LOS ANGELES (AP) — Federal regulators Tuesday disclosed they are considering changing requirements set last year to restart the San Onofre nuclear power plant in California, another potential hurdle for the company that wants to return the troubled plant to service.
The twin reactors between Los Angeles and San Diego haven't produced electricity since January 2012, when a tiny radiation leak led to the discovery of damage to hundreds of tubes that carry radioactive water.
The Nuclear Regulatory Commission last year outlined a series of steps operator Southern California Edison must take before a restart would be allowed, including determining how to stop damage to tubes in the plant's steam generators. Edison last fall year submitted a plan to restart one reactor and run it at reduced power in an effort to halt tube erosion.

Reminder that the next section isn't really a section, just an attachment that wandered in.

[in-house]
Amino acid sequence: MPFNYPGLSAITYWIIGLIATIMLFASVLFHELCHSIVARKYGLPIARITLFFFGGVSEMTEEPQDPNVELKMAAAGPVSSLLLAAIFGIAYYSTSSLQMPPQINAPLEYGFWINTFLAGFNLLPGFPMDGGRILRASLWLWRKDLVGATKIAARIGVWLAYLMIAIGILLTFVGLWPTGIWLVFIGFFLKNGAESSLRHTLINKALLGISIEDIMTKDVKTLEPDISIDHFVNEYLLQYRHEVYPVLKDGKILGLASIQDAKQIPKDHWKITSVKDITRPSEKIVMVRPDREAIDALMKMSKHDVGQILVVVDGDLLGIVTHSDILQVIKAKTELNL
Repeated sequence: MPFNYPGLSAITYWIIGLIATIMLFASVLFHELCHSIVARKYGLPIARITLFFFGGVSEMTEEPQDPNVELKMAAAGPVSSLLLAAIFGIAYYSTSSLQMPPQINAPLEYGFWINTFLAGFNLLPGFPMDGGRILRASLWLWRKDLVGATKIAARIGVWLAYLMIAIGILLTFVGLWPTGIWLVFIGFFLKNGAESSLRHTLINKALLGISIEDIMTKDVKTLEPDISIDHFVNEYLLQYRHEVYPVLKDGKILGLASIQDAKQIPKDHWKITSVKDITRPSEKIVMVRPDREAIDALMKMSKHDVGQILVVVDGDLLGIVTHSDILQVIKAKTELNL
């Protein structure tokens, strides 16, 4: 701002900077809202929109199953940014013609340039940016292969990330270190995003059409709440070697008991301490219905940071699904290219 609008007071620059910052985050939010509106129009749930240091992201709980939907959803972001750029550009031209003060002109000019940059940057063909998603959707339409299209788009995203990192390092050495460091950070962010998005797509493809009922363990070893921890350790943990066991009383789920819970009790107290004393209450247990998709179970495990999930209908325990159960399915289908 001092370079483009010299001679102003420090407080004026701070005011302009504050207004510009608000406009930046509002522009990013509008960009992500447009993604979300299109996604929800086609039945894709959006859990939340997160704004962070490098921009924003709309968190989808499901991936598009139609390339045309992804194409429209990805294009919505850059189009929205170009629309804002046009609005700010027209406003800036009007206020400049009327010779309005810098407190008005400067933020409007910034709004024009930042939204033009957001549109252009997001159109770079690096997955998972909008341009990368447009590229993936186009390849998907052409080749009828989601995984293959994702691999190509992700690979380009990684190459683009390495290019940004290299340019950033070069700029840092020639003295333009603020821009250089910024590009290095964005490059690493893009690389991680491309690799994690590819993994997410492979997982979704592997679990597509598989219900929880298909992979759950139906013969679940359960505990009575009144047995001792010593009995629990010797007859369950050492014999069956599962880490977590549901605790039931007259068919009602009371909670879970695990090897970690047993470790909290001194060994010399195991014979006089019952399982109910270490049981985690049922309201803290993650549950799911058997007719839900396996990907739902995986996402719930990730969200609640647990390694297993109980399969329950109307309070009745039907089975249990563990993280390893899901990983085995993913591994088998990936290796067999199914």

But NRC Deputy Regional Administrator Art Howell said in a hearing in Dana Point the agency is considering changing those requirements "as needed." He didn't elaborate.
Meanwhile, the NRC announced it was preparing a fresh round of technical questions for the company about its restart proposal.
Edison spokeswoman Jennifer Manfre said in an email the company "will continue to respond to all questions and requests for information throughout this entire, thorough process."
Last year, federal officials blamed a botched computer analysis for design flaws that they said are largely to blame for unprecedented wear in tubes at the plant. They found a computer analysis by Mitsubishi Heavy Industries, which manufactured the generators, vastly misjudged how water and steam would flow in the reactors.
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